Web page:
Corporate Blogs

Vlog: Condition and performance monitoring

By James Westley - Last updated: Tuesday, May 16, 2017

With an aging stock of manufacturing equipment, how can we improve reliability?

James Westley, Senior Engineer within our Mechanical and Analytical group, discusses how low cost sensors and clever algorithms could provide an answer.

Transcript

Underground Hydro-Electric Generating StationThere are a lot of old machines in the world today, in fact we have an aging population of machines and infrastructure, the average age of manufacturing facilities and equipment in America is 20 years, Japan is 15 years. This partly due to the economic boom in the 80’s and 90’s followed by the bust and stagnation of recent times. There is nothing wrong with these machines but as growth picks up and new competitors emerge with more reliable and productive equipment, how can these factories keep up?

We need to teach these old dogs some new tricks!  Thanks to major advances in sensor, algorithm and wireless technology over the last 2 decades, there is now an opportunity to cost-effectively retrofit older machines with condition and performance monitoring systems.

So what is condition and performance monitoring and how can it improve reliability? Have you ever been driving your car and noticed a funny smell, noise or vibration and thought, “That’s not normal, there is something wrong, I should probably take this into the garage!”  Condition and performance monitoring does exactly that, but using a combination of sensors, algorithms and data analytics that are far more sensitive than our senses to pick up the onset of degradation well in advance of failure or performance drop. This enables predictive rather than reactive maintenance; replacement parts can be ordered whilst the machine is still running and re-fit can be planned to minimise disruption, saving hours or days of downtime.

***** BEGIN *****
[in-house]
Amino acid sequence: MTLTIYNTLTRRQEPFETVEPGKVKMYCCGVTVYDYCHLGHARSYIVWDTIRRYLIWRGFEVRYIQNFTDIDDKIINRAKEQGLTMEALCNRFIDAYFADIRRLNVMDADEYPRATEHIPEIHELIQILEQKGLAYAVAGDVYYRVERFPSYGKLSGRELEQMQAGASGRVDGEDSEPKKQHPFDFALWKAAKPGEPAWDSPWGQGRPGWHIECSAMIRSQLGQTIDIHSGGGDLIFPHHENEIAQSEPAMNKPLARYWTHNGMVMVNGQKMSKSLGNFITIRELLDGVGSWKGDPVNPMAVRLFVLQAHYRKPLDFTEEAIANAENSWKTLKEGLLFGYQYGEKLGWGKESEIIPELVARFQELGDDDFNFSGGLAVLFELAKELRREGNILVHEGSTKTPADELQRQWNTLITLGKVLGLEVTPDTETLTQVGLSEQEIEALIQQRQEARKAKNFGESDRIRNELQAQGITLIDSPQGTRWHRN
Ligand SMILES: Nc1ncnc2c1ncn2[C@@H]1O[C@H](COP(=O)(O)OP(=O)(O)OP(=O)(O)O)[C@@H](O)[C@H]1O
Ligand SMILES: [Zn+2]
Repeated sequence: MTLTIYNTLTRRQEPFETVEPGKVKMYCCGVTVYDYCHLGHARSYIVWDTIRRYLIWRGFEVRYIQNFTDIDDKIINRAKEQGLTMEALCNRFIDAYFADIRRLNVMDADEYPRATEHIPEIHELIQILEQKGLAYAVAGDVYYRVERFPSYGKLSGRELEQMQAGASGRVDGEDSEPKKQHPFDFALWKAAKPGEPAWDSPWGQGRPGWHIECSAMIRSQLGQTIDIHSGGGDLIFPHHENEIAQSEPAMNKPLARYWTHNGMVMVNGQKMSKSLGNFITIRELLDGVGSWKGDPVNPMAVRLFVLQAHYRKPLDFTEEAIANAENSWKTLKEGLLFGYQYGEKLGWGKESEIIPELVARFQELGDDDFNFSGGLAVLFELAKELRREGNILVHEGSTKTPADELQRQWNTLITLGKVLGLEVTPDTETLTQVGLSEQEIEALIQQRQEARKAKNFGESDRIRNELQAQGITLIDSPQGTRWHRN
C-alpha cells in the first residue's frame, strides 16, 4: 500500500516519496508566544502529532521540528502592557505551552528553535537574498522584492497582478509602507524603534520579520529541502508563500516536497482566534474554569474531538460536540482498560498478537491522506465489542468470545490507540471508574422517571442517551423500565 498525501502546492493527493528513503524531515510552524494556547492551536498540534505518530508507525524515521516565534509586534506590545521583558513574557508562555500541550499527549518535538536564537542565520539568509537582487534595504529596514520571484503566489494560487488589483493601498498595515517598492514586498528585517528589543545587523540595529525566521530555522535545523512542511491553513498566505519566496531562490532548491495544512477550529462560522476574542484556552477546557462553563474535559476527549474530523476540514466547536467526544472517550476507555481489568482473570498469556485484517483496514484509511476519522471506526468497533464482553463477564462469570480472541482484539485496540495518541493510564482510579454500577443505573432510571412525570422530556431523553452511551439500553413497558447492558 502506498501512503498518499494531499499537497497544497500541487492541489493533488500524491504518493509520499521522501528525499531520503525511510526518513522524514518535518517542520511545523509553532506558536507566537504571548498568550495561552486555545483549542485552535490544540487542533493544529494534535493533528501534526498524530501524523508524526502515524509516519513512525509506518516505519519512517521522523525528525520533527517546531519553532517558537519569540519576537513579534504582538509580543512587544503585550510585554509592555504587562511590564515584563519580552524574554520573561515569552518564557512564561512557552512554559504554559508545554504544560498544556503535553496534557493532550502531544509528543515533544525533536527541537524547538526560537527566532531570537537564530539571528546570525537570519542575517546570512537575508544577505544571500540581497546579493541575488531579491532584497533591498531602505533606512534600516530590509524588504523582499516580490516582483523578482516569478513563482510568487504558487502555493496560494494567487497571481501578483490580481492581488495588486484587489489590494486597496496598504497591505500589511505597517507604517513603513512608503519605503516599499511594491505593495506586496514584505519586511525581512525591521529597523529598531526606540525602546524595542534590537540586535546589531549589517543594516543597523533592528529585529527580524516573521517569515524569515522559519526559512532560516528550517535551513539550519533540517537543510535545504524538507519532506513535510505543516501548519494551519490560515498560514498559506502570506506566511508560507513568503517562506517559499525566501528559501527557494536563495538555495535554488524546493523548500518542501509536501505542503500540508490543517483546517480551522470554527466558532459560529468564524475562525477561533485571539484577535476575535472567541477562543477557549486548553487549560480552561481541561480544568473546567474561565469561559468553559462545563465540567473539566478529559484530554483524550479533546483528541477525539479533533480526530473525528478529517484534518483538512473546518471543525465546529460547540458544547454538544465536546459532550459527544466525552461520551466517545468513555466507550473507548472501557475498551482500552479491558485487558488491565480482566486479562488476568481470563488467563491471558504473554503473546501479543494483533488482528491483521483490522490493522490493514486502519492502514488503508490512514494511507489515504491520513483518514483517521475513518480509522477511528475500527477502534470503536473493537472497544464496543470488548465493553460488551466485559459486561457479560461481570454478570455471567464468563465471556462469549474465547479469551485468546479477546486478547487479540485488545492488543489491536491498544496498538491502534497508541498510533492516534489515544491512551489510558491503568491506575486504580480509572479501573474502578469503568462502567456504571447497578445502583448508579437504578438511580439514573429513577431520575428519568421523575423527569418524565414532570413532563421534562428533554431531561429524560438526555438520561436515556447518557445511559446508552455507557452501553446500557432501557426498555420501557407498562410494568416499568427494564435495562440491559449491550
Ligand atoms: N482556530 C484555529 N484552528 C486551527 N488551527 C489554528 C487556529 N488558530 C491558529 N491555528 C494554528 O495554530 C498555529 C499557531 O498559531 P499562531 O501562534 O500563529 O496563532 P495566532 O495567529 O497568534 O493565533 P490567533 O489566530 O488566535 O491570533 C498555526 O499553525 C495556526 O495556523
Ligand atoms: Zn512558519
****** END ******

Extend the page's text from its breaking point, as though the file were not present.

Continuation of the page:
The benefits of this technology have already been demonstrated across different sectors. The fitting of an in-line oil condition monitoring system at the Edison Big Creek hydro-generating facility in California has eliminated the need for bearing re-works and has saved hundreds of man-hours each year. Vibration monitoring on six wind turbines at Slitevind AB in Sweden has resulted in a saving of 34,000EUR/annum in lost production time and repair costs. Cambridge Consult’s DropTag can be stuck to the side of an object to measure pressure, temperature, vibration and shock throughout the duration of a manufacturing or logistics process.

So why haven’t we always done this? The retro-fitting of old machines is now a cost-effective option due to the drop in price of sensors and wireless connectivity platforms, which has been dramatic over the last 20 years, partly thanks to the popularity of smart phones, the initial investment is now a fraction of the capital cost of the host machine. It should be understood that it is not a one-size-fits-all affair; not every machine will benefit from this approach and we can’t just slap a vibration sensor onto the side of anything and expect meaningful data. There is some time and cost associated with carefully designing, installing and calibrating these systems on a case-by-case basis. Even so, the investment is offset by the improved reliability and performance for critical machinery.

This is a really exciting area, the uptake of condition monitoring is accelerating and there is a lot of potential to improve productivity in many sectors without the need to investment in expensive new equipment.


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AuthorJames Westley


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